|Bid||0.00 x 0|
|Ask||0.00 x 0|
|Day's Range||0.00 - 0.00|
|52 Week Range|
|PE Ratio (TTM)||13.36|
|Forward Dividend & Yield||0.10 (2.32%)|
|1y Target Est||N/A|
This column provides a daily update on key presidential actions as well as comments, whether spoken aloud or on Twitter, by President Trump. President Donald Trump said Tuesday that his planned summit with North Korea’s Kim Jong Un could be delayed, as he suggested China’s president could be to blame for Kim’s shifting attitude. Trump said his summit with Kim “may not work out for June 12.” Meeting with South Korean President Moon Jae-in, Trump told reporters he noticed a change in Kim Jong Un’s attitude after the North Korean leader met with Chinese President Xi Jinping a second time.
Further positive develops in the China trade war, a weaker dollar and a slowing in bond yields are giving the indices a further boost this morning. While the indices managed good sized gains and are adding to them this morning, there hasn't been an explosion of buying and strong momentum. The indices made little, if any, progress intraday after the gap-up open and finding stocks that ended the day at their highs was difficult.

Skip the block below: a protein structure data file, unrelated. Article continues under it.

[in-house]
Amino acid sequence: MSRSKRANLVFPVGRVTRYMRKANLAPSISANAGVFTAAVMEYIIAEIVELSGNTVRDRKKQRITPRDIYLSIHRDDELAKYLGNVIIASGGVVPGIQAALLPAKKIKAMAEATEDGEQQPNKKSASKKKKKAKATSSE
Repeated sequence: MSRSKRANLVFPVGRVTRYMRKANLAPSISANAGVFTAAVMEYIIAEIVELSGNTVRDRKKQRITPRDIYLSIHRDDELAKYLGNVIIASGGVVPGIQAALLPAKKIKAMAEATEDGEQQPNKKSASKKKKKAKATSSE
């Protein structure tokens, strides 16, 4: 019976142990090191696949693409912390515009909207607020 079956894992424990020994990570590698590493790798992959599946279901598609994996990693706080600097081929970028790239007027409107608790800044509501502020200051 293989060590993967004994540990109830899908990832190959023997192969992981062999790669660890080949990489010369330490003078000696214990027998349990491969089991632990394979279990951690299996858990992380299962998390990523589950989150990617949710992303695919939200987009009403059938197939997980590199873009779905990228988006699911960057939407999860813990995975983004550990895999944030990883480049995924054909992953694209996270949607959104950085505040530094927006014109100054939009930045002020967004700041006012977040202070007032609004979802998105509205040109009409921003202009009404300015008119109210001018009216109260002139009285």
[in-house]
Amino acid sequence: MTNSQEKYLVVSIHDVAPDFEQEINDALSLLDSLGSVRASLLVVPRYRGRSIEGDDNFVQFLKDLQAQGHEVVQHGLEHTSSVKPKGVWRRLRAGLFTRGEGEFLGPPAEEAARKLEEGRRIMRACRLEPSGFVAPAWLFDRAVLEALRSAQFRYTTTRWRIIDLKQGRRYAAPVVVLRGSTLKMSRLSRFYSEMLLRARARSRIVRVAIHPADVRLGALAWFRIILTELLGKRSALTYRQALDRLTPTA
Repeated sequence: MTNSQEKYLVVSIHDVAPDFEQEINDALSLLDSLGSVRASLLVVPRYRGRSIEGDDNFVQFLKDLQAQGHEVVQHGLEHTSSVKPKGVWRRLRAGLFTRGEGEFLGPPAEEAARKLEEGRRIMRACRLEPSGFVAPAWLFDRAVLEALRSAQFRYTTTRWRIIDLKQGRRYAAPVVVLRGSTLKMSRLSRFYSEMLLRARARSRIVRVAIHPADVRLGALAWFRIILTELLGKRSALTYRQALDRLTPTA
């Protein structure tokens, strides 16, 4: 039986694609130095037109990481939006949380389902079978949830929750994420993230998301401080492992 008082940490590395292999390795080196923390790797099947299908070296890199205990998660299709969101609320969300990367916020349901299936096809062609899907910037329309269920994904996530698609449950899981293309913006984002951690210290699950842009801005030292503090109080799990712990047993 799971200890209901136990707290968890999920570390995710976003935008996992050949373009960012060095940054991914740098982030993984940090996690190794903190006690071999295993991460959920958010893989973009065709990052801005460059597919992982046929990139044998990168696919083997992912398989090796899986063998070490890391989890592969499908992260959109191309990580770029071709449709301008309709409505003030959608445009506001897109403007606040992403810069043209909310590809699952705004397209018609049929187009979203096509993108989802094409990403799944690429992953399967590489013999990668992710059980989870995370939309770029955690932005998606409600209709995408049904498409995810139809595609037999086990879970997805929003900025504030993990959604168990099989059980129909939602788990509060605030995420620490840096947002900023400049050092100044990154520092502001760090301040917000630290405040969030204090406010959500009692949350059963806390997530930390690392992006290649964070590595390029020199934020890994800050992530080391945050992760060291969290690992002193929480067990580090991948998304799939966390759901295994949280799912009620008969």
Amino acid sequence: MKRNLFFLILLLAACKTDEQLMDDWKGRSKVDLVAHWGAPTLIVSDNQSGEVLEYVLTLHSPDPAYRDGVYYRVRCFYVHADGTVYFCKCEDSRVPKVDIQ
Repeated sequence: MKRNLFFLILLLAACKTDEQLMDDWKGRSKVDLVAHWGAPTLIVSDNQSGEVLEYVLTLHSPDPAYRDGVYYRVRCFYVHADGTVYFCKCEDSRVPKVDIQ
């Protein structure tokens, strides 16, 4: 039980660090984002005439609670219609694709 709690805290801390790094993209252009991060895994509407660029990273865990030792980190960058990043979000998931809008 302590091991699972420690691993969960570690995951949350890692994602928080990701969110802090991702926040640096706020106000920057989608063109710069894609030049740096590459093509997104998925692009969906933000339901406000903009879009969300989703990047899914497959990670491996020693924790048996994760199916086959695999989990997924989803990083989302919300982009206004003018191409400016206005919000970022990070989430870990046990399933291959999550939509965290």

Or is this all just a cover for what might end up being the erection of some nasty trade barriers because there can be no agreement on key issues like intellectual-property protection? The Trump administration seems to want to put a positive spin on U.S.-Chinese trade talks right now, even as U.S. Trade Representative Robert Lighthizer said over the weekend that we might have to use tariffs to stop alleged intellectual-property theft. How is it possible that there could be two different, contradictory views from one administration -- and if there are, can Monday morning's futures rally last?
Rudy Giuliani said Friday on CNN that Special Counsel Robert Mueller has agreed to narrow the scope of a potential interview with President Donald Trump from five topics to two. Giuliani said Mueller is not considering asking Trump about his former personal attorney Michael Cohen, who is under investigation in New York over his business dealings.
The closing bell had just stopped ringing. It had been obvious to all of us for several hours now that equity markets had crashed. My spot was just under the podium where television viewers now watch that already mentioned closing bell ring every day.